Scott Gerber is a syndicated columnist (WSJ, Entrepreneur, Inc.), a serial entrepreneur, author of Never Get a "Real" Job: How to Dump Your Boss, Build a Business and Not Go Broke, and founder of the Young Entrepreneur Council, an advocacy group made up of many of the world’s top young entrepreneurs that works to help young people overcome the devastating effects of youth unemployment and underemployment by teaching them how to build businesses.
He is the founder and CEO of Gerber Enterprises, an entrepreneurial incubator and venture management company that invests capital, management expertise, and marketing services into innovative early and mid-stage companies.
Being an entrepreneur is much like being on a journey, living a process of discovery. Here, wherever here is, doesn't interest an entrepreneur, so much. Over there...wherever over there is....is much more interesting.
So I asked him:
What are three common lessons young entrepreneurs learn in their journey to success?
And, Scott shared his answer which reflected his own journey and process of discovery to-date.
You know there are many, many, lessons. If I had to sum up what lessons are most important I’d have to say:
Number One is Don’t Reinvent the Wheel, because you’ll be doomed to be run over by it. A lot of people think you have to disrupt an entire industry. They need to build some whole new mortgage sector. Use these different buzzwords to think they are going to be successful.
Most entrepreneurs don’t need to out-innovate everybody in the world. Thats a stupid premise. Not everybody is going to build a Facebook-style business. I would argue that most people ought to accept the fact that they are never going to build that level of company and truly build something that is successful and they can handle.
Number Two: Focus is Obviously Key.
So many people are like:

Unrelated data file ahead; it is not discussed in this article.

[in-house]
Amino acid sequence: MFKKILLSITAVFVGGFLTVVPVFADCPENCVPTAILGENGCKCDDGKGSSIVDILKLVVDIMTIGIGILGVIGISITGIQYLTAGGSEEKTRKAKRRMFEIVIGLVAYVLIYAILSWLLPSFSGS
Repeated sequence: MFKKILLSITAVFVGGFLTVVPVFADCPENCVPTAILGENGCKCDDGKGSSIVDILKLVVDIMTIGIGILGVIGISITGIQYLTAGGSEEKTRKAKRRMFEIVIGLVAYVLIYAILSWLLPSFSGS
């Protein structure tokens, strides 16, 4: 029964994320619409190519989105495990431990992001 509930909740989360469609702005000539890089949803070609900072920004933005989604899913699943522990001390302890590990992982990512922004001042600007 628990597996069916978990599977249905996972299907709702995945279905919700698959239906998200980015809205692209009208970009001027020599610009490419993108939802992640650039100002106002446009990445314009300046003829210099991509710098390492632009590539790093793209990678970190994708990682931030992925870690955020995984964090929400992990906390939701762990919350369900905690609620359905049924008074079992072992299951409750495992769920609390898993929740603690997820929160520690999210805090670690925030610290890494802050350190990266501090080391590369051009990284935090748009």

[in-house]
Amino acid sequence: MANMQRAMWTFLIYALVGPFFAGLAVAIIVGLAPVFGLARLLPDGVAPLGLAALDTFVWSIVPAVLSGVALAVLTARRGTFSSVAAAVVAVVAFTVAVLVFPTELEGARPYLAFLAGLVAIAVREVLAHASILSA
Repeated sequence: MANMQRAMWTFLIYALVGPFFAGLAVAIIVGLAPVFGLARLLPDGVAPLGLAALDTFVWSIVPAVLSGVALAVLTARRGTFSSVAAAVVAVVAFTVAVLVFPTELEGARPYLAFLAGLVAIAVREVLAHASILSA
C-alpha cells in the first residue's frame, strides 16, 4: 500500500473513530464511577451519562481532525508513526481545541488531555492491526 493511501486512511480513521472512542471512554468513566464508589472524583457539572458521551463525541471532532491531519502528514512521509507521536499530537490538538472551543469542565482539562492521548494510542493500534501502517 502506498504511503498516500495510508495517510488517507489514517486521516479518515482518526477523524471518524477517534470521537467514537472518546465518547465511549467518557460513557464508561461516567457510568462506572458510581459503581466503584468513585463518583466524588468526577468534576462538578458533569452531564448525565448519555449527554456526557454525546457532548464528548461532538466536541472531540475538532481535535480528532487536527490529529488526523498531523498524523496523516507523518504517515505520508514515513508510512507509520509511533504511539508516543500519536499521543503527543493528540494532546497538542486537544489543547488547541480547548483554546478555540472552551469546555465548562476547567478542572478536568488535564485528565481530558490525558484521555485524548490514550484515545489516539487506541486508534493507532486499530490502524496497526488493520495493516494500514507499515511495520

“Scott. You’re a serial entrepreneur. Why can’t I be?”
And I’m like:
“How many of your businesses are cash-flow positive and making money after more than 5 years?”
Most times you’re going to hear “
Oh well I left that business to do this. This is the real business. ..”
Well, that’s not really serial entrepreneurship. That business wasn’t working. You lost your focus and you moved on.
So, again, Focus is key. Because if one things is not doing it and you’re tying to do 10 things as poorly as a result. Instead of just focusing on that one key thing, you’re screwed. That’s just not the way to build a successful business.
The last thing I would say is Build Organically.
Young people today, I can’t speak for other generations, you think you write a business plan and you go out and get funding.
To that I say, that’s outrageous. 99.999999% of people will never get funding for their startup. Period. That’s it. I hate to be Debbie Downer. But that’s it; that’s a reality.
So, you have to build a business that is capable of generating revenue and that’s capable of being built over time, organically, through smart cash-flow, through strategic direction, through implementation and pristine execution, rather than saying “If I can get a million dollars I can make this work.”
Well great. You’re basically basing your entire future on an uncertain future, an uncertain reality. It doesn’t make any sense to me.
I think a lot of these young entrepreneurs did whatever it took, whether it was sitting on their friends couch, renting it. My friend Maya always tells a great story. She lived on her best friend’s couch for almost a year. And then her company, 2 years or 3 years later was bought out by living social.
So, this is the kind of thing that most people need to hear: the reality check:
All glitz and glam, that social network sexiness, is nothing but a facade. It does take a lot of work, a lot of hard efforts and not a lot of fundraising efforts.
Scott's focus is on young entrepreneurs. That's his people. The worldview, the behaviors, the expectations, are different than say Boomers. On the other hand, so many folks are still very young in the entrepreneurs phase. Regardless if you grew up with digital media or are quickly acquiring its knowledge, or if you grew up being shephered to soccer games with trophies for all or you saw the world as a competitive setting with you against the world...at this stage in this quirky time we're all forced to be entrepreneurs and we're all quite young at it.
Come on in. The water's fine. Our boat's float here and when they sink there are plenty of us around to help each other.
Want more from Scott Gerber?
- Read full transcripts of our conversation here.
- Follow him on Twitter
- Read his blog
- Buy and read his book: Never Get a "Real" Job: How to Dump Your Boss, Build a Business and Not Go Broke